Thus, MLC defends Milani's revenue base for both damages models by arguing that the royalty rate from the Hynix license already addresses apportionment. However, in order to start with the Hynix lump-sum agreement and reach Milani's comparative license opinion applying a 0.375% royalty rate to a royalty base comprised of the revenue of all the accused products, one is required to make numerous unsupported inferential leaps. As set forth in detail in the Court's Order Granting in Part and Denying in Part Micron's Damages Motion in Limine #1, the Hynix agreement is a lump-sum agreement that does not explain how the parties calculated each lump sum. There is no royalty rate in the Hynix agreement. Further, the Hynix agreement covered worldwide rights to 41 patents for “all Hynix products.”[5] Although Milani states that the flash memory market is a “commodity market, ” he did not (nor did anyone) compare Micron's accused products to the licensed Hynix products. There is no evidence in the record regarding the nature or volume of the licensed Hynix products. Merely asserting that the flash memory market is a “commodity” market with a citation to a 2006 article about market conditions does not establish that the licensed Hynix products are similar to Micron's accused products for purposes of a damages analysis. Cf. Lucent Tech. v. Gateway, Inc., 580 F.3d 1301, 1330-32 (Fed. Cir. 2009) (explaining why different licenses did not support damages award because jury was not provided with sufficient information about those licenses, including “the jury again did not hear any explanation of the types of products covered by the agreement or the various royalty rates set forth in the agreement”). Milani also relies on Lee's technical opinion that the ‘571 patent is “essential” to flash memory and that the ‘571 patent is the most important of MLC's patents. However, even if Lee is correct about the importance of the ‘571 patent, there still is no basis for Milani to opine that the Hynix lump-sum agreement reflects a royalty rate that can be applied to all of the revenue for Micron's accused products without the need for any apportionment of the revenue base.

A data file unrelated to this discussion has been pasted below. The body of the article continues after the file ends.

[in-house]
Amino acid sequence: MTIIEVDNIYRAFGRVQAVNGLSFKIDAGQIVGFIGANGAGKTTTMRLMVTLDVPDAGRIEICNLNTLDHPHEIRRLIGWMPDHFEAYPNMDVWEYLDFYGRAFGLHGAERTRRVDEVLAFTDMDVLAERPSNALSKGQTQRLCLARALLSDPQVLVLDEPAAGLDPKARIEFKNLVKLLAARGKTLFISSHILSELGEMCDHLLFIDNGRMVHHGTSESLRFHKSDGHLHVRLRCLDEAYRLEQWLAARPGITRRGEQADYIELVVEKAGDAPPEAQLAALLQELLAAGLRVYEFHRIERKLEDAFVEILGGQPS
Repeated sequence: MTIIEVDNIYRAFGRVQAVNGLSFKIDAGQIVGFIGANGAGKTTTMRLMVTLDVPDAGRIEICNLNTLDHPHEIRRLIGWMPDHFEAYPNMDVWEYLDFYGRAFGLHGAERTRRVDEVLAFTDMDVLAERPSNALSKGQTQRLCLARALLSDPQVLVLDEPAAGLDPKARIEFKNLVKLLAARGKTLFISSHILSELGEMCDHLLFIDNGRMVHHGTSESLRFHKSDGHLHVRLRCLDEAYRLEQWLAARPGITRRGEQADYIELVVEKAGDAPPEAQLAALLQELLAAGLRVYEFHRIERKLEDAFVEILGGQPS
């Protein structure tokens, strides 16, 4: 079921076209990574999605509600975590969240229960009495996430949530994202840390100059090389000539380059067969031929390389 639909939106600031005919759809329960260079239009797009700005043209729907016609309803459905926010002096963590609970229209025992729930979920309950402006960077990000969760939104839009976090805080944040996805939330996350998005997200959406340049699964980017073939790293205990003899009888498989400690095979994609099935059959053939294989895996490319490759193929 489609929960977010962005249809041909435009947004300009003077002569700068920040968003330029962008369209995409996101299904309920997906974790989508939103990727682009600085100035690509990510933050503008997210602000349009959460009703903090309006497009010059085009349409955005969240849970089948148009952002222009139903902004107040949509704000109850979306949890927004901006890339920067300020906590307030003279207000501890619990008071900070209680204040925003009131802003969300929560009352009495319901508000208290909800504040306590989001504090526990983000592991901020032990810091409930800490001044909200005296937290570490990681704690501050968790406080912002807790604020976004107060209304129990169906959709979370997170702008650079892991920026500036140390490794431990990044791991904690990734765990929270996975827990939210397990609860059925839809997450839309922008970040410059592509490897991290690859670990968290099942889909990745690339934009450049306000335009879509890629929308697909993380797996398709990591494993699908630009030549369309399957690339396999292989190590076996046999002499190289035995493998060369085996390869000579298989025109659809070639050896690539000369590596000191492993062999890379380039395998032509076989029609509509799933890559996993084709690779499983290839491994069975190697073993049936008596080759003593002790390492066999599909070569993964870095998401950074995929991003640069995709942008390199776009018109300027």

Simply put, there is no evidence regarding the Hynix agreement that supports Milani's opinion that a specific royalty rate derived from the Hynix agreement already accounts for apportionment of non-patented features in Micron's accused products and thus can be applied to all the revenue for Micron's accused products. Cf. Lucent, at 1330 (“[C]ertain fundamental differences exist between lump-sum agreements and running-royalty agreements. This is not to say that a running-royalty license agreement cannot be relevant to a lump-sum damages award, and vice versa. For a jury to use a running-royalty agreement as a basis to award lump-sum damages, however, some basis for comparison must exist in the evidence presented to the jury.”); see also Wordtech Systs., Inc. v. Integrated Networks Solutions, Inc., 609 F.3d 1308, 1320 (Fed. Cir. 2010) (“[T]he two lump-sum licenses provide no basis for comparison with INSC's infringing sales. Neither license describes how the parties calculated each lump sum, the licensees' intended products, or how many products each licensee intended to produce. . . . Thus, without additional data, the licenses offered the jury ‘little more than a recitation of royalty numbers.'”).